In addition to the live webinars in our training calendar, each month we try to pick some videos out there that you can watch “At Your Leisure.” These on-demand offerings caught our attention for December.
How to Hug a Porcupine: Relationship Building with Lawmakers and Why It’s Important (ALA eLearning)
Building relationships with elected officials can sometimes be difficult and uncomfortable. It forces you and your key stakeholders to get close to politicians in ways that may feel “prickly” – like hugging a porcupine. This program will help participants overcome that discomfort, revealing the methods and benefits for building relationships with elected officials. (Free login required.)
Outreach Series: Foundations of Outreach (Colorado State Library)
Learn what Outreach is, why it is important, and how to do it. You will learn about how to make your Outreach efforts successful through setting goals and priorities, evaluating services, and using that information to advocate for continued support from stakeholders. (Part 1 of an 8-session series.)
Rekindling from Burnout: Lessons and Strategies for Public Library Workers (Infopeople)
Library workers provide support for patrons in distress on a regular basis. A hard and busy day might leave us depleted. Though we feel the effects of secondary trauma, we may not have the tools to describe and process the experience, leading to our own emotional distress. Without a practice of self-care and a network of support and solidarity, the stress of service work can evolve into guilt, cynicism, numbness, chronic exhaustion, and diminished creativity–legitimate responses that contribute to burnout.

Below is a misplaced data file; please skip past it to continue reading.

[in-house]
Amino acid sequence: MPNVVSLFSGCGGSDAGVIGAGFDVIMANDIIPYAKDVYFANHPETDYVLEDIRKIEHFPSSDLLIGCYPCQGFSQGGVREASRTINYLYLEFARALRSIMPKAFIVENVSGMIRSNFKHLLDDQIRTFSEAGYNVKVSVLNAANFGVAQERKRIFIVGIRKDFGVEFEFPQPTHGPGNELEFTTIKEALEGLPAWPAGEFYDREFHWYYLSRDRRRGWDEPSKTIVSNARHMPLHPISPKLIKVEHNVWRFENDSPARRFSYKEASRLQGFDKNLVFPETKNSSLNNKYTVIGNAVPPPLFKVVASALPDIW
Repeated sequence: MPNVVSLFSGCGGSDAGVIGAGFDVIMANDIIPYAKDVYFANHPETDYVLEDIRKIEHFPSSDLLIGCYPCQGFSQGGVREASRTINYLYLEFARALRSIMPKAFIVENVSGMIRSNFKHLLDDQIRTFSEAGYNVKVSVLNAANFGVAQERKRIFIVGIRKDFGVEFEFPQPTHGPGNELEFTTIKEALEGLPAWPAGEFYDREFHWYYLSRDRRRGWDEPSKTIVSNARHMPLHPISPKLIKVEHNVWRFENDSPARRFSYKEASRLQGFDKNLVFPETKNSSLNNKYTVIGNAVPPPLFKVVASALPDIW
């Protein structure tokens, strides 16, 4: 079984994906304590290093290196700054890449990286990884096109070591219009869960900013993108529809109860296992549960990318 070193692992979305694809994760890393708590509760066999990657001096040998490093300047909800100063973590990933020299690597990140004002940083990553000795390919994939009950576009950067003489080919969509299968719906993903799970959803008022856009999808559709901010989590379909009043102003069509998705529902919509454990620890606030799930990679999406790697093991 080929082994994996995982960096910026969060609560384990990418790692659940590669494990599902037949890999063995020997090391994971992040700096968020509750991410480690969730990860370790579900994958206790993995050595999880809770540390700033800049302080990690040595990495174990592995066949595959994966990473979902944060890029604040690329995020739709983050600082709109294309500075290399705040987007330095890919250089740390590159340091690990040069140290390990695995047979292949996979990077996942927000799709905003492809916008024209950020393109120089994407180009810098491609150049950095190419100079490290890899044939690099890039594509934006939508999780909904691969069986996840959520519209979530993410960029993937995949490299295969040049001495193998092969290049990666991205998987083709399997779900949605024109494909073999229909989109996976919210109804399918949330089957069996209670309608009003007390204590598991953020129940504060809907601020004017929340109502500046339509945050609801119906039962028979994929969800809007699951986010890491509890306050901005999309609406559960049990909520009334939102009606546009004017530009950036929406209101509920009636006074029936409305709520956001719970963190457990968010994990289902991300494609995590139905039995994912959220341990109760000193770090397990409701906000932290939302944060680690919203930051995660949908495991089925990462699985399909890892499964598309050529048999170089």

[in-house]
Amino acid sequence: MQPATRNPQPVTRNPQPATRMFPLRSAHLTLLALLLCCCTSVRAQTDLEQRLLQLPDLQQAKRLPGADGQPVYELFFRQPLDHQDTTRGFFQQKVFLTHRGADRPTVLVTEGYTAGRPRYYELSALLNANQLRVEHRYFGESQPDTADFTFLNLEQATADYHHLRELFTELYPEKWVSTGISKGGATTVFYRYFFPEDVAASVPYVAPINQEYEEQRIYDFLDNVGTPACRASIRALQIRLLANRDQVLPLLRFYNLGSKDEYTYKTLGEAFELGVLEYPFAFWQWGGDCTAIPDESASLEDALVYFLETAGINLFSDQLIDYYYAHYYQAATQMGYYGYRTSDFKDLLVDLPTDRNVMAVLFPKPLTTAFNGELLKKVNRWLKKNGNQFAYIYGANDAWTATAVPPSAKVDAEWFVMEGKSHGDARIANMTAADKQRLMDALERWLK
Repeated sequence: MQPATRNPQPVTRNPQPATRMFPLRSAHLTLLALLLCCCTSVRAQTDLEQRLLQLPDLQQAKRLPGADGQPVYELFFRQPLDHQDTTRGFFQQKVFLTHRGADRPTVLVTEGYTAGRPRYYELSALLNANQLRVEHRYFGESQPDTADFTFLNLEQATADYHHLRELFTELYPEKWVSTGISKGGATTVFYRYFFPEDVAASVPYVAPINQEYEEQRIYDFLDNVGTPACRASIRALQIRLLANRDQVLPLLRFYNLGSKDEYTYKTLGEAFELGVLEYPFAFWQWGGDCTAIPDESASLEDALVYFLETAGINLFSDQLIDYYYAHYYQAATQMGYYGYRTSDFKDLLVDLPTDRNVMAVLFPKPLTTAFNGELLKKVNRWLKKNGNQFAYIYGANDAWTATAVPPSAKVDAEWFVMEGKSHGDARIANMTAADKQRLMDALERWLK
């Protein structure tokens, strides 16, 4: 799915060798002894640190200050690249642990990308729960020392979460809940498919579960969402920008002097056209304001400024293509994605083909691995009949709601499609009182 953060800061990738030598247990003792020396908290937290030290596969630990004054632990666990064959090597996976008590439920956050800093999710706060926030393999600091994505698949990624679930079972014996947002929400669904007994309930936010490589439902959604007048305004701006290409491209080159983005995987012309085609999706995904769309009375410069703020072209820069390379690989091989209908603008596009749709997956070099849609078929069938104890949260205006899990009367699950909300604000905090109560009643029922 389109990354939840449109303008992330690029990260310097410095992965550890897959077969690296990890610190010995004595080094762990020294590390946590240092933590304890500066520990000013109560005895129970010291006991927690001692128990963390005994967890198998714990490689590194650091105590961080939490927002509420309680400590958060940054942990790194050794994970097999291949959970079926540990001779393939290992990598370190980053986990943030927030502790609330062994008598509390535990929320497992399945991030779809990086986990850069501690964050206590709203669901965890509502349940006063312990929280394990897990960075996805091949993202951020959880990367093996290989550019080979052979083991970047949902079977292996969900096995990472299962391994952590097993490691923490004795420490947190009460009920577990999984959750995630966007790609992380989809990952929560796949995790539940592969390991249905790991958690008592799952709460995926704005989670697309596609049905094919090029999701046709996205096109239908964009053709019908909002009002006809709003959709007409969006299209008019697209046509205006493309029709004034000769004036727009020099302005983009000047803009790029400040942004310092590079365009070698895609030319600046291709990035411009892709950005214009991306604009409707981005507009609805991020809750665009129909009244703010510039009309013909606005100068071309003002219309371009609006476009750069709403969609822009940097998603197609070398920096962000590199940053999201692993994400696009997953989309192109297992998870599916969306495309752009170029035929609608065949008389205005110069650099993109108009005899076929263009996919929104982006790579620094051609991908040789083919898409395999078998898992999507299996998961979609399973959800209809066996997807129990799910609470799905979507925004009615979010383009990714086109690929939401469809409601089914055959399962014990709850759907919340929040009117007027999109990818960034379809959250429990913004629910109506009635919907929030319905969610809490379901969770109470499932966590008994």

Genealogy Series: Finding Genealogy Resources and Tools on Archives.gov (U.S. National Archives)
This presentation provides an overview of what’s available for genealogists on the archives.gov website, and demonstrate how to navigate to its many resources and tools, including the National Archives Catalog, the Access to Archival Databases (AAD) system, the Microfilm Catalog, topic pages, articles, reports, and blogs. We’ll explore the Genealogy portal page, and also see how the website is organized, which will enable you to do even more expansive searches for information.